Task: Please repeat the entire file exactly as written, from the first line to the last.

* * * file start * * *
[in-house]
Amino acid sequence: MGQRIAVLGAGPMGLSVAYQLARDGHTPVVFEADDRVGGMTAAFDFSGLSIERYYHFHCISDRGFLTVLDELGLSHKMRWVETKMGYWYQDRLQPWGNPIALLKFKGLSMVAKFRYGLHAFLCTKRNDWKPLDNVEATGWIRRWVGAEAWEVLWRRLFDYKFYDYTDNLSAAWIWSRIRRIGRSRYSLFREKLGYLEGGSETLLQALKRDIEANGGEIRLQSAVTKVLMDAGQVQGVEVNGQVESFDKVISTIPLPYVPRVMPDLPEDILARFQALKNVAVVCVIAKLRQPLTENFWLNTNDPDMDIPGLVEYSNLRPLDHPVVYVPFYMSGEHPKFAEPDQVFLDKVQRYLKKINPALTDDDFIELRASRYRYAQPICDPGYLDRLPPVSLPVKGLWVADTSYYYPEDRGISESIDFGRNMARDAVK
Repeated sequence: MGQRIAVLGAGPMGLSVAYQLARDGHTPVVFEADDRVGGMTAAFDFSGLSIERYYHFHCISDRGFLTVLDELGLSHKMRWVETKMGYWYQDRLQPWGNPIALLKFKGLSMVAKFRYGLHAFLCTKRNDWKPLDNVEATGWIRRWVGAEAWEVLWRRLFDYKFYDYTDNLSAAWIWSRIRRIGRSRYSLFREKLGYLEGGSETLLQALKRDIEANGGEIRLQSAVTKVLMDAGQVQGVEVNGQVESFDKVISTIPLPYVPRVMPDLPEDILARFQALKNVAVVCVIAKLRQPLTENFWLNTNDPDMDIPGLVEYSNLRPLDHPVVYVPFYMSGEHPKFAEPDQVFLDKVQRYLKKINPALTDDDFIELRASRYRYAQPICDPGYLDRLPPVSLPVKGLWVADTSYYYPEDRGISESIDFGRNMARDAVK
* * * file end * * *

[in-house]
Amino acid sequence: MGQRIAVLGAGPMGLSVAYQLARDGHTPVVFEADDRVGGMTAAFDFSGLSIERYYHFHCISDRGFLTVLDELGLSHKMRWVETKMGYWYQDRLQPWGNPIALLKFKGLSMVAKFRYGLHAFLCTKRNDWKPLDNVEATGWIRRWVGAEAWEVLWRRLFDYKFYDYTDNLSAAWIWSRIRRIGRSRYSLFREKLGYLEGGSETLLQALKRDIEANGGEIRLQSAVTKVLMDAGQVQGVEVNGQVESFDKVISTIPLPYVPRVMPDLPEDILARFQALKNVAVVCVIAKLRQPLTENFWLNTNDPDMDIPGLVEYSNLRPLDHPVVYVPFYMSGEHPKFAEPDQVFLDKVQRYLKKINPALTDDDFIELRASRYRYAQPICDPGYLDRLPPVSLPVKGLWVADTSYYYPEDRGISESIDFGRNMARDAVK
Repeated sequence: MGQRIAVLGAGPMGLSVAYQLARDGHTPVVFEADDRVGGMTAAFDFSGLSIERYYHFHCISDRGFLTVLDELGLSHKMRWVETKMGYWYQDRLQPWGNPIALLKFKGLSMVAKFRYGLHAFLCTKRNDWKPLDNVEATGWIRRWVGAEAWEVLWRRLFDYKFYDYTDNLSAAWIWSRIRRIGRSRYSLFREKLGYLEGGSETLLQALKRDIEANGGEIRLQSAVTKVLMDAGQVQGVEVNGQVESFDKVISTIPLPYVPRVMPDLPEDILARFQALKNVAVVCVIAKLRQPLTENFWLNTNDPDMDIPGLVEYSNLRPLDHPVVYVPFYMSGEHPKFAEPDQVFLDKVQRYLKKINPALTDDDFIELRASRYRYAQPICDPGYLDRLPPVSLPVKGLWVADTSYYYPEDRGISESIDFGRNMARDAVK